Human customer service agents can also empathize with and be sensitive to customers’ emotions. This is especially important when customers are looking for help resolving an issue that is emotionally fraught for them. For instance, if someone is getting ready to buy their first home, is anxious about the process of taking out a home loan, and feels like they have a lot of unanswered questions about the process, an automated voice or chatbot script isn’t necessarily going to ease their concerns. A human agent, on the other hand, could pick up on nervousness in their voice and respond in an empathetic manner, helping identify and address the source of their concerns.

While self-serve customer service options can be powerful tools, it’s still important to give customers access to human customer service agents to address those more emotional or complex issues.

5 Ways to Balance Human Customer Service and Technology

In customer-centric organizations, technology supports customer service agents, enabling them to do their best work and deliver great customer experiences. Agents are also trained on this technology and empowered to use it to work more autonomously. 

Here are five best practices that leading organizations use to uplevel their customer service:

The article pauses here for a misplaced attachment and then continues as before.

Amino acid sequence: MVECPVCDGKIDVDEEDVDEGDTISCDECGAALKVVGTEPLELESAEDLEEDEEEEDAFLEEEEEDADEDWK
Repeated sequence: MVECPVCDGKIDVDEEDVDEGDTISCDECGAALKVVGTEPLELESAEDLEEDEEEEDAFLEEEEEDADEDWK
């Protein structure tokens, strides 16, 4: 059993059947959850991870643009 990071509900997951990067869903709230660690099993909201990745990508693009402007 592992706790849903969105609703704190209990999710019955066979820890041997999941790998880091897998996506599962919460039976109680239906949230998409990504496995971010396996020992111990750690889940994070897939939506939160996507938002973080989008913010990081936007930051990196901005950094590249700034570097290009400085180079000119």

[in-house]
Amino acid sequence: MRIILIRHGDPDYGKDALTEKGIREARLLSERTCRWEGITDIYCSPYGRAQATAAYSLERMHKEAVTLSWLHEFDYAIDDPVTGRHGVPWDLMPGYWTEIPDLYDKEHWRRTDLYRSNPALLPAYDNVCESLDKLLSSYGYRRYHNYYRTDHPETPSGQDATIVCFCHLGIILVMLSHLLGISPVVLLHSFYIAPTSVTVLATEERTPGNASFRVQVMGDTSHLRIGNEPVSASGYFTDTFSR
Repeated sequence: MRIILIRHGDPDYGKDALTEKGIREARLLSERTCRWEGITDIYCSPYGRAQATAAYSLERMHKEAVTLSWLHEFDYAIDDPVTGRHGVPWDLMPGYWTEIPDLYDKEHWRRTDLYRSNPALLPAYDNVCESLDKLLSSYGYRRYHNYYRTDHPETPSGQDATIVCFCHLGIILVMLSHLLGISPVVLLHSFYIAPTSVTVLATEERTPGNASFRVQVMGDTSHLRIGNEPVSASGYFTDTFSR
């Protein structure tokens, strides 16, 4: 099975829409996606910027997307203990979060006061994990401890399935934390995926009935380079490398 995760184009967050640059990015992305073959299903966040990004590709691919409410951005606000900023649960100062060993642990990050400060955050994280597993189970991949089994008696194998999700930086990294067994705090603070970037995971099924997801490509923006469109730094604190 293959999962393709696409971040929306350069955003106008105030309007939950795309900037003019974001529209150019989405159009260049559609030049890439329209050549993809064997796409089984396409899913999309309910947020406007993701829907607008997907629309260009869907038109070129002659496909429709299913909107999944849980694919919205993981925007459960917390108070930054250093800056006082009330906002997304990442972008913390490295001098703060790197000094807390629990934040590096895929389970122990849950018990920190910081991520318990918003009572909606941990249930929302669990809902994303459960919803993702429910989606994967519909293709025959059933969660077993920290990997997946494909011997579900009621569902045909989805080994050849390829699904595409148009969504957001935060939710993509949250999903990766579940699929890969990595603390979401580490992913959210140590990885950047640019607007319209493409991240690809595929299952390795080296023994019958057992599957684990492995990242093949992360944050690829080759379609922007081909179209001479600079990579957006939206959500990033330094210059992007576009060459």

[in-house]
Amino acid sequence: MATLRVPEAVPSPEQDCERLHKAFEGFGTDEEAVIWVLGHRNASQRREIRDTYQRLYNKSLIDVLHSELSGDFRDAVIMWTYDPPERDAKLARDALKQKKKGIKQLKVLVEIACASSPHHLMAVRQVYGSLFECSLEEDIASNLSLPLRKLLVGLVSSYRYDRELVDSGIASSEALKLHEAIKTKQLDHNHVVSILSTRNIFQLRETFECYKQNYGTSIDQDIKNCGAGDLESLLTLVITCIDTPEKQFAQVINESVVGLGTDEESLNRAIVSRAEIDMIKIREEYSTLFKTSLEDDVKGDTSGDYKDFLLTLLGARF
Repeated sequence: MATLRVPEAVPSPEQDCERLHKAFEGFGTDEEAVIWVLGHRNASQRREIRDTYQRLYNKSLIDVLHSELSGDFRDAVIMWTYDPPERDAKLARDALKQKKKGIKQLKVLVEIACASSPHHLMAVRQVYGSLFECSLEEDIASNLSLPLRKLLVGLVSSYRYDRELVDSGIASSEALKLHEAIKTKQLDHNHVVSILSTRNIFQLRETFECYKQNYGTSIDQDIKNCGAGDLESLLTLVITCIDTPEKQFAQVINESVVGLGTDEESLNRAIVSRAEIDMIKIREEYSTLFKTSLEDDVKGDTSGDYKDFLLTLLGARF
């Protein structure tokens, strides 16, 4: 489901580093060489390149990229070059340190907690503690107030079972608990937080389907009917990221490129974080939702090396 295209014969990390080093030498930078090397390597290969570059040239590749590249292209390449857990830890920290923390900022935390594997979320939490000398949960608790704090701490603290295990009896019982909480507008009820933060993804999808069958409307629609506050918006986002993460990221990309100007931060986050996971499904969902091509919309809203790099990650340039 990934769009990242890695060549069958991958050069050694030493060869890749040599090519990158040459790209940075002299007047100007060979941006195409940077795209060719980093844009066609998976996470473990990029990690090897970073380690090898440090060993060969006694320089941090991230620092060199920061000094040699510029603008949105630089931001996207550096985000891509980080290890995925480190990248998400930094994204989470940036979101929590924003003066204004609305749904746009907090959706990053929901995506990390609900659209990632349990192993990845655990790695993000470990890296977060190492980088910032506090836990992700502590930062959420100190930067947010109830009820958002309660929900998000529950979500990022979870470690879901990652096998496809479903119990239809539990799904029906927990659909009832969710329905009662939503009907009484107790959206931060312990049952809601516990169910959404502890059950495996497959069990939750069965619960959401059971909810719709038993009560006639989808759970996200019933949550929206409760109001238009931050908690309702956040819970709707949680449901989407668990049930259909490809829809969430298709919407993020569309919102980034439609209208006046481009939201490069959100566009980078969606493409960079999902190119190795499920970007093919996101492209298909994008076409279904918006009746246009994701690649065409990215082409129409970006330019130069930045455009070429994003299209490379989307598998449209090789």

Provide training on soft skills that can’t be automated.

Listening with empathy, being an advocate for the customer, using critical thinking to solve a complex issue: these are all customer service skills that can’t be automated. And as technology becomes more advanced and able to handle simple transactions, it’s important to focus on training customer service agents on the skills they need to deliver exceptional–not just routine–customer experiences.

Make human customer service available across all channels.

44 percent of consumers say that businesses need to make it easier to get in touch with a real person for customer service issues, according to a survey from CGS. As you introduce channels for digital transactions, make sure you’re not stranding customers without an option to talk to a customer service representative. For example, if you use a chatbot on your website, you should provide an option for customers to chat with an agent if their question or issue can’t be easily resolved through the standard set of chatbot solutions.

Increase your customer service agents’ digital dexterity.